Christian Lund, founder of Templafy, used this phrase recently, and I like it. Resulting from the changing paradigm for brand organisation, we’ve seen an explosion of brand touchpoints and channels. The potential rise of NFT-relevance and branding in The Metaverse described in this article will further increase these resulting in a potentially anarchic brand experience. I predict a great 2022 for the vendors of brand technology as a result of this development. Since the beginning of the pandemic we’ve seen that brand leaders have become more interested in digital asset management (DAM) and templating solutions to increase efficiency and effectiveness – getting more value from creative digital assets with better organisation, access and distribution of branded assets across all possible channels and across departments within organisations.

“I predict a great 2022 for the vendors of brand technology solutions.”

For brand leaders, we see time and time again that it’s difficult to assess the landscape of brand technology vendors and their solutions as many functionalities overlap. There are, however, best-in-class solutions available, depending on specific characteristics of any organisation.

4. Branding in The Metaverse

Similar to NFTs, ‘The Metaverse’ seems far away for many. What makes The Metaverse unique, is that it is the internet best experienced in virtual reality. I know it’s been tried before – when technology was less advanced, for example with Second Life. However, this isn’t far away for those of us willing to embrace it. Whatever you think of Facebook, they and Microsoft are betting big time on the new digital ecosystem, where you can appear digitally in an online world through avatars and other appearances. Compare this development to the early days of the internet, securing your unique URL seemed all well and good at the time, however nowadays, securing an effective and relevant URL has become almost impossible in a very mature marketplace.

For brand leaders, the simplest way to get their heads around the Metaverse-implications, would be to take a closer look at the persona they’re already using, and to start exploring and imagining what they might look like as avatars. Next to avatars, you can then expand by assessing the brand assets that could work for your organisation in this new reality. You can then prioritise by balancing the anticipated effectiveness in brand-terms with the effort and means it will take to achieve that.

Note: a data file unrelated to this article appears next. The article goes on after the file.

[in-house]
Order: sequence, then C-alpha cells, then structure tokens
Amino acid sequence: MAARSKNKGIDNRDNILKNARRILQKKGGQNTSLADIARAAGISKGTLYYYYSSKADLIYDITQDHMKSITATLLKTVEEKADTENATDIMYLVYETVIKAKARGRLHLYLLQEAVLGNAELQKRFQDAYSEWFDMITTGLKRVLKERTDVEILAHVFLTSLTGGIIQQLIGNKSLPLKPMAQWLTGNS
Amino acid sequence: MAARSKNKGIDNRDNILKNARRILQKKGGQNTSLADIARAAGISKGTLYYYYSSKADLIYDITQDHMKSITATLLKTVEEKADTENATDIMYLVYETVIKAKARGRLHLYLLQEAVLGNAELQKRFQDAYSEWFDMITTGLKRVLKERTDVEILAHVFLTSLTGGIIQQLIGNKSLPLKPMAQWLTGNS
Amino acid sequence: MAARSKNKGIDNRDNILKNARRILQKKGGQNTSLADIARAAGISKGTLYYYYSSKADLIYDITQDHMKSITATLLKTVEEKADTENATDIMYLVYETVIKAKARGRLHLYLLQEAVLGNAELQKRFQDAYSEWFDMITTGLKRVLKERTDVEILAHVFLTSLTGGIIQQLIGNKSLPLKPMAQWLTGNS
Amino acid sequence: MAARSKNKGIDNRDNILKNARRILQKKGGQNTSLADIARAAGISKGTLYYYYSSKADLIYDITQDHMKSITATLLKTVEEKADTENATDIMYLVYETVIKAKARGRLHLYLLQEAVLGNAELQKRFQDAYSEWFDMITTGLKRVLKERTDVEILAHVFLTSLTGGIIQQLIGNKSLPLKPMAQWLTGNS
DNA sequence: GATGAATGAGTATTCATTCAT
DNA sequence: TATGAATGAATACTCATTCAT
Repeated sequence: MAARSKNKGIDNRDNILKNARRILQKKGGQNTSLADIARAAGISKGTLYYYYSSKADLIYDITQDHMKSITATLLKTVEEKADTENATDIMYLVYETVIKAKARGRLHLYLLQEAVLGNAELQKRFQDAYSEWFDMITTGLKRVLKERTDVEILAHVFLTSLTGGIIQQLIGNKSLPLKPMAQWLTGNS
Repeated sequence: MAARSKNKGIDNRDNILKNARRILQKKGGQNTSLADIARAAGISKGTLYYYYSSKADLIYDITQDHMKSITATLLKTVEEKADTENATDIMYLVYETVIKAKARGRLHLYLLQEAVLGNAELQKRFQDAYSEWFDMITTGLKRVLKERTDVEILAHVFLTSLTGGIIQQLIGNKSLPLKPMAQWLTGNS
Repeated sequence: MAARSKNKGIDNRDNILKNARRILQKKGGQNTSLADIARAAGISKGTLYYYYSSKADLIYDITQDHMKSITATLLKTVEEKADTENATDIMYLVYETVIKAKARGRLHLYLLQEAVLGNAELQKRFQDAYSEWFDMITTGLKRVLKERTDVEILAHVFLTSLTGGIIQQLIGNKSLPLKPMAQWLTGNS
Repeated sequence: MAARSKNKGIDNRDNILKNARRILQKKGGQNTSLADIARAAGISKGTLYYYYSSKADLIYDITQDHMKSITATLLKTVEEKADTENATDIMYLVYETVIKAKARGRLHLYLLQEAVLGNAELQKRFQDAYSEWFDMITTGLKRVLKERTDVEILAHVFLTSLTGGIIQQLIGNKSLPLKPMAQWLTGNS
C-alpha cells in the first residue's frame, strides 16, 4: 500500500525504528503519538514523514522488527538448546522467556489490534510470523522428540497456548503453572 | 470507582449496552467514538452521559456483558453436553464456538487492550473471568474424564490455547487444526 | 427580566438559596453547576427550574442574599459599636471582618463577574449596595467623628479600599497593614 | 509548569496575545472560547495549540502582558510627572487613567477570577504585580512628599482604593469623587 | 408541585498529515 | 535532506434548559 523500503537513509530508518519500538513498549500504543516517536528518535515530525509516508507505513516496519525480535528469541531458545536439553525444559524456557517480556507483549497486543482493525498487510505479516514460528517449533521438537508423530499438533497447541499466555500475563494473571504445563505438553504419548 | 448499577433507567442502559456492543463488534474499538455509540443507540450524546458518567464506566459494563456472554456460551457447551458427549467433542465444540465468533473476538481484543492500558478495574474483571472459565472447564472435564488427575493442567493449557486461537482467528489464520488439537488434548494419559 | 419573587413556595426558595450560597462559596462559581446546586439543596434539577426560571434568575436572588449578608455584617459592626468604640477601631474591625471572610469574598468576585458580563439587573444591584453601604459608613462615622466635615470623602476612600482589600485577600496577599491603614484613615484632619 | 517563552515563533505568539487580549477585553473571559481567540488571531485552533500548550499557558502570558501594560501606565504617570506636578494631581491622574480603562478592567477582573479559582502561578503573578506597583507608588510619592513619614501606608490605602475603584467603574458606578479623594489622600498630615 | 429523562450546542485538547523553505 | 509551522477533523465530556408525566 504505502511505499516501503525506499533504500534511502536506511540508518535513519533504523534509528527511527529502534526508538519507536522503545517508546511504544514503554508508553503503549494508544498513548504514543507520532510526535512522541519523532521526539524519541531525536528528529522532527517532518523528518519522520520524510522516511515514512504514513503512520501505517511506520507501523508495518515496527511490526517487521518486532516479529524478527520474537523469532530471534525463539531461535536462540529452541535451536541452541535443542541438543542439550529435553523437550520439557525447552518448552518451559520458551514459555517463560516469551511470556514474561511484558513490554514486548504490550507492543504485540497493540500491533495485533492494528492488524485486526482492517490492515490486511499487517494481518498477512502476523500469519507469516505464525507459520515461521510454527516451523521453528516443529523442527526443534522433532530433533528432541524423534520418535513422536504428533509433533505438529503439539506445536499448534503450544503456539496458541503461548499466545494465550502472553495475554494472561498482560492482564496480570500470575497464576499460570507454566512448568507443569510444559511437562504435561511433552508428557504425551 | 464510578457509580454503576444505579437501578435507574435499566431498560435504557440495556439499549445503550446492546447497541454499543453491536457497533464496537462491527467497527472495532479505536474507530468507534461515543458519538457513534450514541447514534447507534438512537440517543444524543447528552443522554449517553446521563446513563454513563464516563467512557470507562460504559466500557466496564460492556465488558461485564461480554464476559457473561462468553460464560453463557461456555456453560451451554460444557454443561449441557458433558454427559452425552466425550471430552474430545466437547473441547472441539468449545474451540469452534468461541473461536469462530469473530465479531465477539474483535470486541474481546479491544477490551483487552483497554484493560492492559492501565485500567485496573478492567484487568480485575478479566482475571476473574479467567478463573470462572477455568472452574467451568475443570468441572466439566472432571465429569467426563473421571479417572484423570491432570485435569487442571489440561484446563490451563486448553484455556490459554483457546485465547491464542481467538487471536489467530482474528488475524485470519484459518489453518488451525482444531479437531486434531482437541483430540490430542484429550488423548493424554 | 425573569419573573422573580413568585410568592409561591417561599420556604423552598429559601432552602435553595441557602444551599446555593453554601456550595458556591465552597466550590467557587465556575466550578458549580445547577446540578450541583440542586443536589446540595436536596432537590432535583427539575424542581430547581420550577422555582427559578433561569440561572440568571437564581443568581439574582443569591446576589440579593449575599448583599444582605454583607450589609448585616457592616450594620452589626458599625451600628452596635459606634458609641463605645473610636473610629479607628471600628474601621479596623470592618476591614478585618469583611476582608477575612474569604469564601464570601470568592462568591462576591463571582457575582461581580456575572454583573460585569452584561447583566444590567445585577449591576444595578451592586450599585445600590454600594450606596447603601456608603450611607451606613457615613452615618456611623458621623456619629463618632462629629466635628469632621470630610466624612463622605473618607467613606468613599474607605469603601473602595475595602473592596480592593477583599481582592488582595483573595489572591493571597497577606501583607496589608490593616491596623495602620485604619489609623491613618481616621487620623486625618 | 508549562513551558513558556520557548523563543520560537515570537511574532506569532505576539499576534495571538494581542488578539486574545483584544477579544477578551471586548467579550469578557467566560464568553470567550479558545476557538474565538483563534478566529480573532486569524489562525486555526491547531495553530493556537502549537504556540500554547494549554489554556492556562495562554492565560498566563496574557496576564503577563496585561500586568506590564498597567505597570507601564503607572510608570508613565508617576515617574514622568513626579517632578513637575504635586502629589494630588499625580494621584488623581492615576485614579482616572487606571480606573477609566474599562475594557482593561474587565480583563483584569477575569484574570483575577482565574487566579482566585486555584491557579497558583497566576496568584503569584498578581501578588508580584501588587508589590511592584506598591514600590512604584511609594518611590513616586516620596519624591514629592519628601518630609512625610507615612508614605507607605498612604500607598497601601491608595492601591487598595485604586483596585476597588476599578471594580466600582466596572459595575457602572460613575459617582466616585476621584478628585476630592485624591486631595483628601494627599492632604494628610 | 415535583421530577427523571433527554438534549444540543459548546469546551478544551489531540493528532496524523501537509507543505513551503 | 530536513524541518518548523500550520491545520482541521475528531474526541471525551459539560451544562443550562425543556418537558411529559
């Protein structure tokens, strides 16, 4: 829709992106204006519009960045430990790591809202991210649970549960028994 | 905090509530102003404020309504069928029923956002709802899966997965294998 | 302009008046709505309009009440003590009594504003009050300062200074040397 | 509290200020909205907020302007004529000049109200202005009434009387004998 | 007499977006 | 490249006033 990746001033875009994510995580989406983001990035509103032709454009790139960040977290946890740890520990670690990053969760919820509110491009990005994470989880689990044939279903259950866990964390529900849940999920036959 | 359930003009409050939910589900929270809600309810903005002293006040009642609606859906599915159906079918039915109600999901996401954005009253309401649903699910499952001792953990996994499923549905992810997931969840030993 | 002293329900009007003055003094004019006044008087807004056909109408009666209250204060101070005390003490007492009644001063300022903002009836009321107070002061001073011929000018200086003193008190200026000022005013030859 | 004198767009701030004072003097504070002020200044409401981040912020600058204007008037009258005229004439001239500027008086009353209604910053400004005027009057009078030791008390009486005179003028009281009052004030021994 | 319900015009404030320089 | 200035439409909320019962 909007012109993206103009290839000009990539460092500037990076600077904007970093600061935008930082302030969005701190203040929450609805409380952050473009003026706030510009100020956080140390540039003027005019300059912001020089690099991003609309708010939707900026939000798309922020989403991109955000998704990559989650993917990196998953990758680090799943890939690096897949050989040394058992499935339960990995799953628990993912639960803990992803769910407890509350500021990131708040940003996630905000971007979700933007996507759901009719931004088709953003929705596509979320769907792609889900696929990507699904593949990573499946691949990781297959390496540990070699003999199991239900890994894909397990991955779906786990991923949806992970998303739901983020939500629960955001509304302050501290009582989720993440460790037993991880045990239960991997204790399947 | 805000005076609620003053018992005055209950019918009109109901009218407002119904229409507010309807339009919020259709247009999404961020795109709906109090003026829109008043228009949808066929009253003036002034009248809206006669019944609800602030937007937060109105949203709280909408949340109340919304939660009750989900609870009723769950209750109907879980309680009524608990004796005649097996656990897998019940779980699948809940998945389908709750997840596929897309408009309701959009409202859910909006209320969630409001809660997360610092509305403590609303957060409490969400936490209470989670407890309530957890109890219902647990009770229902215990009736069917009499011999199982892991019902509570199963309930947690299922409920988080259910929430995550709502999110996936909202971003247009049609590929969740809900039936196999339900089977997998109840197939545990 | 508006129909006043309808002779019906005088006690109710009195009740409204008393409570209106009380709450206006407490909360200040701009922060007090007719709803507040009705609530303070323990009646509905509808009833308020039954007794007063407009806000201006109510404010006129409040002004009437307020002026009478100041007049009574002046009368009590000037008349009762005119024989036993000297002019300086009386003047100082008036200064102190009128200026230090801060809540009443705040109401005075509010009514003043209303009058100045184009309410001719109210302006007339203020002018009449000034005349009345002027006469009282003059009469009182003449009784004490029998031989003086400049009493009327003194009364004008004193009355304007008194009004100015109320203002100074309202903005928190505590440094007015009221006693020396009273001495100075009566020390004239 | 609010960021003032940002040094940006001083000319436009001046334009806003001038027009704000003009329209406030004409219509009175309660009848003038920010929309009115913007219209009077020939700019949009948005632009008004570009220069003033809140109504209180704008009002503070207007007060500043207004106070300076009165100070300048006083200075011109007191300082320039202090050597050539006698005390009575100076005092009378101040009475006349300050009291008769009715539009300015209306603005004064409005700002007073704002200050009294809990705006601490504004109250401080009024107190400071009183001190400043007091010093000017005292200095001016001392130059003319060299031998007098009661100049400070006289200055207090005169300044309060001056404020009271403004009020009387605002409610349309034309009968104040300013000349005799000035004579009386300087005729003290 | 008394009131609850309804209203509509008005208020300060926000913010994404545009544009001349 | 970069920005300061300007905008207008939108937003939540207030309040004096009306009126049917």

5. Non-Fungible Tokens (NFTs): a new space to watch for brand leaders

Whilst branding has become very experiential across the touchpoints and channels that we all know, there’s a new arena being opened. For gamers and art-lovers this is nothing new, they’ve recognised early on that digital characters or items can provide a special meaning. NFTs, or non-fungible tokens, are unique files that live on a blockchain and are able to verify ownership of a work of digital art. We’re currently seeing news about the first NFTs being auctioned. Back in March, an NFT of the artist known as Beeple sold for $69 million at Christie’s. The sale positions him ‘among the top three most valuable living artists’, according to the auction house. More recently, Catawiki and L’Oréal Paris announced to be adding a special NFT-auction section to their portfolio. What’s most interesting here are the demographics, as younger people are far better versed in this new world than older people.

“As a brand leader, now is the time to set up a task force to establish one's possibilities and approach in this new brand touchpoint category.”

For brand owners, initially in the business-to-consumer sector, there’s a real opportunity to move into this space. Nike, for example, recently announced that they’ve registered (trademarked) a whole array of digital brand assets (NFTs), to ensure and protect their intellectual property rights in this digital space. As a brand leader, now is the time to set up a task force to establish one’s possibilities and approach in this new brand touchpoint category.

All in all, despite the continued uncertainty caused by the pandemic, there are very interesting times ahead for brand leaders. I am always available to chat if you’re interested to explore and exchange further:

E: marc.cloosterman@vim-group.com
T: +31 6 21 24 67 01